Friday
November 28, 2014

FHA May Need Cash Injection

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FHA May Need Cash Injection

The Federal Housing Administration may need a $1.7 billion bailout from the U.S. Treasury for the first time in its history, Reuters reports. 

While the FHA does have more than $30 billion in existing reserves to pay claims, under current law they are required to have a full 30-years’s worth of projected claims on hand at all times.  On September 27,  FHA announced that it would take a $1.7 billion draw from the Treasury to meet their 30-year reserve requirement. 

In April, the White House projected the FHA would face a shortfall of $943 million for the most recent fiscal year, which ends Sept. 30. The agency, which insures more than $1 trillion in mortgages, has made efforts to make up for the anticipated shortfall by tightening up underwriting standards and raising premiums.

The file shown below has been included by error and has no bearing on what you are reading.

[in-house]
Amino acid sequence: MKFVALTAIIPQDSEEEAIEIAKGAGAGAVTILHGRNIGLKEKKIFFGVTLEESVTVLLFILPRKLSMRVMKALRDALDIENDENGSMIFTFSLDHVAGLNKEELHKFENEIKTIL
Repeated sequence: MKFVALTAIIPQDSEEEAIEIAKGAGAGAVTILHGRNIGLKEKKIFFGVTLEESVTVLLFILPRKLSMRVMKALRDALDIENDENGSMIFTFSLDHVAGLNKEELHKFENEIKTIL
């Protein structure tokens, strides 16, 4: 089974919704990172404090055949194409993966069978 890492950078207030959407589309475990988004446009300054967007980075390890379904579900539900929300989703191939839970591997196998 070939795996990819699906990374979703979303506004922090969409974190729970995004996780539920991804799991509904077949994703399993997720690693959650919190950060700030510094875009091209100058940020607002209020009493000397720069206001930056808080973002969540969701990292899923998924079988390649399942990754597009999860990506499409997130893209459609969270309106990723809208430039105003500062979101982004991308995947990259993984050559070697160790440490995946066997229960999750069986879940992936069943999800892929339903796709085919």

The National Association of REALTORS® and other observers note that FHA’s single family mortgage insurance program is healthy, and its loan performance is strong.  However, the reverse mortgage program known as Home Equity Conversion Mortgage has had significant losses, and the revenues from the stronger single-family mortgage insurance program are being used to offset those losses.

“The Federal Housing Administration helped provide critical mortgage liquidity to the country during the economic downturn, and like other holders of mortgage risk during that time, it continues to face challenges and incur financial losses," says NAR President Gary Thomas. "The National Association of REALTORS® is a strong supporter of the FHA; we believe it is imperative we get the fund back on stable footing as quickly as possible and we are committed to working with the agency and our congressional allies to further actions and legislation that will help aid in the recovery of the fund so that FHA can continue to serve the home-buying needs of Americans.”

NAR supports the FHA Solvency Act of 2013, which provides FHA with more flexibility to adjust to market conditions and stabilize its finances.

Source: “Federal Housing Administration Needs $1.7-Billion Bailout,” Los Angeles Times (Sept. 27, 2013) and “The Federal Housing Administration May Need a Bailout,” Reuters (Sept. 26, 2013)

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